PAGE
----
Industries: International Business
By: Megan Miller
An exciting job offer, or perhaps job transfer, has been presented to you. The thought of living abroad sounds enticing. Before packing your bags, gather the facts about how this may affect you financially, and more specifically, what happens once you are an expatriate.
U.S. individual income tax returns for U.S. citizens and residents are typically due on April 15, with the ability to request an extension of time to file until October 15. If the taxpayer’s tax home is outside of the United States on April 15, he or she is granted an automatic extension until June 15. This may be helpful because most countries do not conform to the same tax deadlines as those in the U.S.; yet, the U.S. filing obligation continues and you will need to gather sufficient information to calculate that tax liability.
A primary consideration for tax relief while living abroad is the foreign earned income exclusion, which allows an expatriate to exclude earned income from his or her U.S. taxation. In numerous cases, expatriates electing to claim the exclusion will not have met the bona fide foreign residence or physical presence tests by the original or extended deadlines in the first year of living abroad, which is required to claim the foreign earned income exclusion. When this happens, an individual is able to apply for an additional extension of time to file until 30 days after the applicable test is anticipated to be met. For tax year 2021, the maximum foreign earned income exclusion is the lesser of the foreign income earned or $108,700 per qualifying person; therefore, it can be very beneficial to plan accordingly to use it, if available.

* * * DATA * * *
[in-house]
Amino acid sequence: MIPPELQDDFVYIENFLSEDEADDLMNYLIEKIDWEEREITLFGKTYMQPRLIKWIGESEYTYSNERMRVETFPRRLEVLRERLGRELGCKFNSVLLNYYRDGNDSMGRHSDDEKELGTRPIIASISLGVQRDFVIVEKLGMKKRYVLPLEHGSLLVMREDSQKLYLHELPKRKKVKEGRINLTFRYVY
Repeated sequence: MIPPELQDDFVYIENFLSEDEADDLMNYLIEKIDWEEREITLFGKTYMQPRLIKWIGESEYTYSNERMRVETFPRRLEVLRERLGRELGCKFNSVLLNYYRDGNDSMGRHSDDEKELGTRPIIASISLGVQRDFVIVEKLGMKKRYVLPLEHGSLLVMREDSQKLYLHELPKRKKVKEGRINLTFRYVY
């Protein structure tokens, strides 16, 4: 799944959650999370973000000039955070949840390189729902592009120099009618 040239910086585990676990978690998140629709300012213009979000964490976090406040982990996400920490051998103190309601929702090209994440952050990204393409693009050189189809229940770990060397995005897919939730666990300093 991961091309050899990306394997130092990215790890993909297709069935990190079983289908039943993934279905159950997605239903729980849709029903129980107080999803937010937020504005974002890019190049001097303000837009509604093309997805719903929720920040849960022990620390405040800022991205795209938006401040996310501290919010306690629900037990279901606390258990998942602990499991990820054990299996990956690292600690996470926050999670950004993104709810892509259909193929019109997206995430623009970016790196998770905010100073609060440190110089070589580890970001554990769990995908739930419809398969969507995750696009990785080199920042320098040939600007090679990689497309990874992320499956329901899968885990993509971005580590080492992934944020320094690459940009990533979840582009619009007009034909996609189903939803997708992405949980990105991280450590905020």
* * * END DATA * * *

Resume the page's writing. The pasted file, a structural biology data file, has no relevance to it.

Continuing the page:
In addition to the foreign earned income exclusion, a foreign housing exclusion is available for excess foreign housing costs. The rules for qualifying for this exclusion are the same as for the general exclusion – the taxpayer must have a foreign tax home and meet either the bona fide residence or physical presence tests.
An individual’s foreign housing exclusion is calculated by taking the total of the taxpayer’s foreign housing expenses for the year minus the base housing amount. The base housing amount is set as a percentage, currently 16%, of the taxpayer’s foreign earned income exclusion limitation. A taxpayer’s housing expenses may not exceed a certain limit, which varies depending upon the location in which the taxpayer incurred the housing expenses. The foreign housing exclusion applies only to amounts considered paid for with employer-provided amounts included in an individual’s compensation. A taxpayer’s foreign housing expenses may not exceed the individual’s total foreign earned income for the taxable year.
Housing expenses are the expenses paid or incurred by an individual, or on his or her behalf, for living accommodations while the taxpayer is a qualified individual. They include reasonable expenses actually paid or incurred for housing in a foreign country for the taxpayer and, if they lived with the taxpayer, for the individual’s spouse and dependents. If a part-year exclusion is in effect, housing expenses for the part of the year that the taxpayer qualifies for the foreign earned income exclusion should only be considered.
Eligible expenses include rent and related expenses such as utilities, repairs, occupancy taxes, and residential parking. Housing expenses do not include the cost of domestic labor, such as maids or gardeners, telephone charges, television subscriptions, deductible mortgage interest expense, property taxes, or depreciation. A taxpayer cannot include in housing expenses the value of meals, nor the value of employer-provided lodging not included in the taxpayer’s gross income.
As an employee working abroad, careful consideration should be given to the foreign earned income and foreign housing exclusion when compared to other tax benefits like the foreign tax credit for the income taxes paid in another country. Taxpayers should analyze which is more beneficial given their particular situations, so it is wise to consult with a tax advisor who is familiar with the benefits of each prior to making a final decision.